As the hope of finding more survivors beneath the rubble of the World Trade Center diminishes, rescue workers have continued combing through the debris for human remains and body parts.
Meanwhile, several New York City residents have returned to the area near "Ground Zero" to retrieve essential supplies and assess the damage of the attacks to their own homes.
U.S. President George W. Bush's radio address on Saturday (September 22) followed a week of selling on Wall Street, company layoffs and airline cutbacks.
Bush told Americans that, "the terrorists who attacked the United States on September 11 targeted our economy, as well as our people".
"They brought down a symbol of American prosperity, but they could not touch its source," he added.
The aftershocks of the suicide plane assaults on New York's World Trade Center and the Pentagon that left more than 6,800 people dead or missing rattled the U.S. economy, leading a growing number of analysts to conclude the United States has entered a recession.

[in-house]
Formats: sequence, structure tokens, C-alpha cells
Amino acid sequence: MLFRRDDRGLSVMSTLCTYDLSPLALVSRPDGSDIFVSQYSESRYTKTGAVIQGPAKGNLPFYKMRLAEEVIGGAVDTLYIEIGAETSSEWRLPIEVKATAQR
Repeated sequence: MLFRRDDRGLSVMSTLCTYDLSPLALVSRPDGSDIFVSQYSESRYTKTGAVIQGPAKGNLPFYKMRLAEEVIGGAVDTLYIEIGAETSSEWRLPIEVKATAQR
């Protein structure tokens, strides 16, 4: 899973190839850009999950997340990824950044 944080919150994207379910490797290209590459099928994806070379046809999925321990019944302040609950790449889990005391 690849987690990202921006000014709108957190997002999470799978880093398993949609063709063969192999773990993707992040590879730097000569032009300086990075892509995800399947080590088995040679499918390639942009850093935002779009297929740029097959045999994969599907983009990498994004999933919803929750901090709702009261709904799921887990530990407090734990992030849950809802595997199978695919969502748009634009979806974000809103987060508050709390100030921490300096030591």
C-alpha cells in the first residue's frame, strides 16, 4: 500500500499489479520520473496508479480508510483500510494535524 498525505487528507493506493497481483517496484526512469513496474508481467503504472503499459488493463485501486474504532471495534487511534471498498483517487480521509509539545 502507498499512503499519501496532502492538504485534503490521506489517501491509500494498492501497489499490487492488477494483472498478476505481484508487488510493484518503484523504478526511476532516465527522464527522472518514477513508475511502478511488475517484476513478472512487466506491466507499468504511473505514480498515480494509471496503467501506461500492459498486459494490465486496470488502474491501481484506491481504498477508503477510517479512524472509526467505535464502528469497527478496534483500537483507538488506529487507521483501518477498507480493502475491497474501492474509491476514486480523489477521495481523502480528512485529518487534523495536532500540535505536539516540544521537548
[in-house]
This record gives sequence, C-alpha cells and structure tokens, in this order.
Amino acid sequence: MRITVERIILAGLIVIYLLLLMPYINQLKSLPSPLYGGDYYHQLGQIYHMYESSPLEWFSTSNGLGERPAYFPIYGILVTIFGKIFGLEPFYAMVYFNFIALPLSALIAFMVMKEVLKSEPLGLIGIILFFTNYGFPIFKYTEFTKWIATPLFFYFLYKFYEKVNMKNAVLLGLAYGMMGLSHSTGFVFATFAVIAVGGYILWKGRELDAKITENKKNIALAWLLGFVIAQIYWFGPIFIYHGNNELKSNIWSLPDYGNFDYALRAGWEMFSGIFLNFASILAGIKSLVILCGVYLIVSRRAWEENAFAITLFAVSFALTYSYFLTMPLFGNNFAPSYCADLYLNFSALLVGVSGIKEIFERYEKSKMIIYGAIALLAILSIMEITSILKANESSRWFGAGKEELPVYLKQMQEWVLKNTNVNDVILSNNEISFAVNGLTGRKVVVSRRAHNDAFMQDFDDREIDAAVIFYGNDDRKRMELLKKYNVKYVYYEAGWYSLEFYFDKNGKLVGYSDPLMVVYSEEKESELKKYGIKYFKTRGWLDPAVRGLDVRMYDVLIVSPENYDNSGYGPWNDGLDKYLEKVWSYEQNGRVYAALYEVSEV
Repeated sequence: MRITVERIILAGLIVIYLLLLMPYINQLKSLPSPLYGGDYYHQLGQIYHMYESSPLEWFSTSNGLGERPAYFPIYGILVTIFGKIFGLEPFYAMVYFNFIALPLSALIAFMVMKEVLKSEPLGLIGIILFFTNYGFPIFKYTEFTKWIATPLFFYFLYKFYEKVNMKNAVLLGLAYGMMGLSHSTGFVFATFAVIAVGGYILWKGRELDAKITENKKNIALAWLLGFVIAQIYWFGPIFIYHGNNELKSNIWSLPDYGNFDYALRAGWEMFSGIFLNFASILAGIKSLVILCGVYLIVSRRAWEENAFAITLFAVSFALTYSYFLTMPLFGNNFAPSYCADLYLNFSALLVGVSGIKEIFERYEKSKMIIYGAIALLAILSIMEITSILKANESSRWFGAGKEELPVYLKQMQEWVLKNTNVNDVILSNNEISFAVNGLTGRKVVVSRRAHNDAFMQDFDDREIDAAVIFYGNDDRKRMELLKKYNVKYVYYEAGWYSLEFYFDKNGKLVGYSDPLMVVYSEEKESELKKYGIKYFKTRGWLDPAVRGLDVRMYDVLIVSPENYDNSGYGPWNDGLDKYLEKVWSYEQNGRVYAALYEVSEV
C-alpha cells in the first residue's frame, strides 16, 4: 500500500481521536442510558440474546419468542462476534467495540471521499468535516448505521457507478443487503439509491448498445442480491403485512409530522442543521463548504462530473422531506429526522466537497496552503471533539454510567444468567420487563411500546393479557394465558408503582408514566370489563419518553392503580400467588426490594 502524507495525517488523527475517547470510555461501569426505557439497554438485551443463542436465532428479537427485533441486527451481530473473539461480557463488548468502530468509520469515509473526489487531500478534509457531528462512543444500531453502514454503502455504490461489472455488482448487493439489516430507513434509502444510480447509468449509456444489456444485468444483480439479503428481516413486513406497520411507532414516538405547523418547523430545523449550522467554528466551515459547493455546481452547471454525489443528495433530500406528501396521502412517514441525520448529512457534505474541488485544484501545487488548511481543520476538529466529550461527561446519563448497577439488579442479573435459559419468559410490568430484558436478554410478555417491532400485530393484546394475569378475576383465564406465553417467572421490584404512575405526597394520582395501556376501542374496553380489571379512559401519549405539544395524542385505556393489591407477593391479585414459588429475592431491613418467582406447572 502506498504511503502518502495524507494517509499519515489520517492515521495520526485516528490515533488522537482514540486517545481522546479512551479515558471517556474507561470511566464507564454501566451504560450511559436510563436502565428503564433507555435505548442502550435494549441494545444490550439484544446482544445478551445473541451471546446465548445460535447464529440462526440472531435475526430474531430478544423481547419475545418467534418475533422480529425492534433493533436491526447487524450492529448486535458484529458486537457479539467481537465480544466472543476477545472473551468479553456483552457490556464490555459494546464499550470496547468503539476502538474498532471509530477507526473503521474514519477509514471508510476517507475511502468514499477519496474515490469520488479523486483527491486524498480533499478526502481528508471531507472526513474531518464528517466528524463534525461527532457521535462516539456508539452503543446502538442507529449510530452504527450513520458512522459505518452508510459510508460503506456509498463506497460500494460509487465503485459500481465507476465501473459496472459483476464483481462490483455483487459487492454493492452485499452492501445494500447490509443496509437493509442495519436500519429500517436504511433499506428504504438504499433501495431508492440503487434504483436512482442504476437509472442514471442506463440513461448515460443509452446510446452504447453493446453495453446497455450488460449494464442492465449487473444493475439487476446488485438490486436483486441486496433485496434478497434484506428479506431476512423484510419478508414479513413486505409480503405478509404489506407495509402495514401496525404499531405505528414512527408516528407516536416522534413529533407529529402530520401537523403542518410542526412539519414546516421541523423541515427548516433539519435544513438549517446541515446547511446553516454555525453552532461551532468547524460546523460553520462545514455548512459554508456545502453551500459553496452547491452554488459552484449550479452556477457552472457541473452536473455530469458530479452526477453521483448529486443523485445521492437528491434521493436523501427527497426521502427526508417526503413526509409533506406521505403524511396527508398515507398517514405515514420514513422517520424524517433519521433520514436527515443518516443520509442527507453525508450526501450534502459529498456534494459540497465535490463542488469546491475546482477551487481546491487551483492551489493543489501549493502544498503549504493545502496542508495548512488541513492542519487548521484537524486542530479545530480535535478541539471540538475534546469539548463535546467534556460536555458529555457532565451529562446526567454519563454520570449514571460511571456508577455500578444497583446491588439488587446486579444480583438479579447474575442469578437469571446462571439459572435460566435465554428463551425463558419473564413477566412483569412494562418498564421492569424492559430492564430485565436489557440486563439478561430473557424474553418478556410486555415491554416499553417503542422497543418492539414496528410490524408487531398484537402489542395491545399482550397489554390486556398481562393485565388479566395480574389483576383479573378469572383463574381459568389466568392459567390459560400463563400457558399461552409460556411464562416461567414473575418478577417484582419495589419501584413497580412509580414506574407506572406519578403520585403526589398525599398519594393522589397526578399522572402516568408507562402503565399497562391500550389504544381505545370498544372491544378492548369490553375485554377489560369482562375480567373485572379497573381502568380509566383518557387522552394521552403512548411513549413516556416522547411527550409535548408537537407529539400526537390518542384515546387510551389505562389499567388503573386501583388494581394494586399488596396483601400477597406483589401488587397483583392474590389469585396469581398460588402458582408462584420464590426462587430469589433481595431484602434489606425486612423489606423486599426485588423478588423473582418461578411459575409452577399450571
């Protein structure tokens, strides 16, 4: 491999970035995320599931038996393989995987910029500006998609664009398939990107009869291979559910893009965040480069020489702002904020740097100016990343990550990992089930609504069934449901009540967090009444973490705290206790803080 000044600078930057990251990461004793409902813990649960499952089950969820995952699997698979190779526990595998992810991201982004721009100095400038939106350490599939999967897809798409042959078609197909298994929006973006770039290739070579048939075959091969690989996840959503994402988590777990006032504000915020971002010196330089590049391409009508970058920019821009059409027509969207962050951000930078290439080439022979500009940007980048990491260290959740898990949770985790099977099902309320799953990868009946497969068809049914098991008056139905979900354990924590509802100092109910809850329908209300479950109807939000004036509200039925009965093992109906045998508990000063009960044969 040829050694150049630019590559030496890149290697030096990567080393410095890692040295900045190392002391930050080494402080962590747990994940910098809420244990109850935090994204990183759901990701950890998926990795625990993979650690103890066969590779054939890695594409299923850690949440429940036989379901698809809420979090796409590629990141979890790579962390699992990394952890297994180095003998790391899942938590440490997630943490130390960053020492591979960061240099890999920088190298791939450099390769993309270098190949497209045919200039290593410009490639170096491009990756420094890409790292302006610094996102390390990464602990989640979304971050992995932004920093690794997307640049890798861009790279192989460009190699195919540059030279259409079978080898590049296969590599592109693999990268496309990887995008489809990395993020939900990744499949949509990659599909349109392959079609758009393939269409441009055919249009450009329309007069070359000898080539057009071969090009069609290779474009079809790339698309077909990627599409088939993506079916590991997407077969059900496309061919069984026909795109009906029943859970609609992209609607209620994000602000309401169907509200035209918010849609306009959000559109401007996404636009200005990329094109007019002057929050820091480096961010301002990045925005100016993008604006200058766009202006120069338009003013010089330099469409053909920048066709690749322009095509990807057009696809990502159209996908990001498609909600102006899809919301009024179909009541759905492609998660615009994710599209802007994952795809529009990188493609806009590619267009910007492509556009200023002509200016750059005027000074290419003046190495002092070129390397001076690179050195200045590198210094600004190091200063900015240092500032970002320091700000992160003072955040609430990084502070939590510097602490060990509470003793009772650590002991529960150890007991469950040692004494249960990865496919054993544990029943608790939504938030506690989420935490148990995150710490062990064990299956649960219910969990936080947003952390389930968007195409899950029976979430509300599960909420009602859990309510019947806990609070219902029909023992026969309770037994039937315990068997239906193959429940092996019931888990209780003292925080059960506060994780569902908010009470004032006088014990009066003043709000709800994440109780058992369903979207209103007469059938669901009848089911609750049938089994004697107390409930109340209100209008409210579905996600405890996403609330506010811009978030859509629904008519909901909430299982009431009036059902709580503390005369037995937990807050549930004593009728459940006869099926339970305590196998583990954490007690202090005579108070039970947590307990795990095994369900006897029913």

Fears that war was inevitable following Afghanistan's rejection of a U.S. ultimatum to surrender Saudi-born Osama bin Laden, prime suspect in last week's attacks, drove blue-chip stocks to their worst weekly loss since the Great Depression.
Bush has ordered ships, aircraft and special operations troops to join a growing U.S. strike force in range of Afghanistan and he led a strategy teleconference of his national security advisers from the Camp David presidential retreat in Maryland on Saturday.
The Dow Jones industrial index of 30 blue chip companies -- the crown jewels of the U.S. economy -- lost 140 points on Friday (September 21), bringing its loss for the week to 14.2 percent, second only to a 15.5 per cent drop in the summer of 1933.
Bush did not sugarcoat the economic disruption, choosing instead to rally Americans by declaring that